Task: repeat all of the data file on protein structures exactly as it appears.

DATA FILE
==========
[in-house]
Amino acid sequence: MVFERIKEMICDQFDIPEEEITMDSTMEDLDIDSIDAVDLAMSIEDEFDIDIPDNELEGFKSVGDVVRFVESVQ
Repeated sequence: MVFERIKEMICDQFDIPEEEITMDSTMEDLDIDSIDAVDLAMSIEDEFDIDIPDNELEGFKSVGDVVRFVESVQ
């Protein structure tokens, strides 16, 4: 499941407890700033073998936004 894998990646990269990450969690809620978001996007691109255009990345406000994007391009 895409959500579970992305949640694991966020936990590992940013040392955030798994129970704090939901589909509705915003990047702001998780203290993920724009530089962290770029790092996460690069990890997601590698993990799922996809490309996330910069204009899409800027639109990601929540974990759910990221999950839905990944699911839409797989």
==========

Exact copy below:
[in-house]
Amino acid sequence: MVFERIKEMICDQFDIPEEEITMDSTMEDLDIDSIDAVDLAMSIEDEFDIDIPDNELEGFKSVGDVVRFVESVQ
Repeated sequence: MVFERIKEMICDQFDIPEEEITMDSTMEDLDIDSIDAVDLAMSIEDEFDIDIPDNELEGFKSVGDVVRFVESVQ
């Protein structure tokens, strides 16, 4: 499941407890700033073998936004 894998990646990269990450969690809620978001996007691109255009990345406000994007391009 895409959500579970992305949640694991966020936990590992940013040392955030798994129970704090939901589909509705915003990047702001998780203290993920724009530089962290770029790092996460690069990890997601590698993990799922996809490309996330910069204009899409800027639109990601929540974990759910990221999950839905990944699911839409797989």